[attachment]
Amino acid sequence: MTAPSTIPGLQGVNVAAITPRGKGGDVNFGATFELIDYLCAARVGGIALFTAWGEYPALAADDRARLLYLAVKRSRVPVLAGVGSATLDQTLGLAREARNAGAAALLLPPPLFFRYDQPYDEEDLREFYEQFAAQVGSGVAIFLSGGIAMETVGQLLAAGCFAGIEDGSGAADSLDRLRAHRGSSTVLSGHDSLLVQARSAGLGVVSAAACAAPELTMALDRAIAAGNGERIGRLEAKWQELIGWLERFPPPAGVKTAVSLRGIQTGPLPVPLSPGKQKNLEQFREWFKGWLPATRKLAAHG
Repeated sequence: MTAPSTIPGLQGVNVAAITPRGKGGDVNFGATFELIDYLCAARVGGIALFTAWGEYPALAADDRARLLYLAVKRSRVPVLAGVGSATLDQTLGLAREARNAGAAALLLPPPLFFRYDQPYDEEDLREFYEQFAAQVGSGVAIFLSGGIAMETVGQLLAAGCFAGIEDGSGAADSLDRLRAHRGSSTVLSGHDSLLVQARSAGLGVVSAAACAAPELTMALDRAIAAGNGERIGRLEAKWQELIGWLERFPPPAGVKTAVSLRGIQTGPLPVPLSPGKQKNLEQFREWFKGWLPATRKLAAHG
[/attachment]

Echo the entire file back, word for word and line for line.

Amino acid sequence: MTAPSTIPGLQGVNVAAITPRGKGGDVNFGATFELIDYLCAARVGGIALFTAWGEYPALAADDRARLLYLAVKRSRVPVLAGVGSATLDQTLGLAREARNAGAAALLLPPPLFFRYDQPYDEEDLREFYEQFAAQVGSGVAIFLSGGIAMETVGQLLAAGCFAGIEDGSGAADSLDRLRAHRGSSTVLSGHDSLLVQARSAGLGVVSAAACAAPELTMALDRAIAAGNGERIGRLEAKWQELIGWLERFPPPAGVKTAVSLRGIQTGPLPVPLSPGKQKNLEQFREWFKGWLPATRKLAAHG
Repeated sequence: MTAPSTIPGLQGVNVAAITPRGKGGDVNFGATFELIDYLCAARVGGIALFTAWGEYPALAADDRARLLYLAVKRSRVPVLAGVGSATLDQTLGLAREARNAGAAALLLPPPLFFRYDQPYDEEDLREFYEQFAAQVGSGVAIFLSGGIAMETVGQLLAAGCFAGIEDGSGAADSLDRLRAHRGSSTVLSGHDSLLVQARSAGLGVVSAAACAAPELTMALDRAIAAGNGERIGRLEAKWQELIGWLERFPPPAGVKTAVSLRGIQTGPLPVPLSPGKQKNLEQFREWFKGWLPATRKLAAHG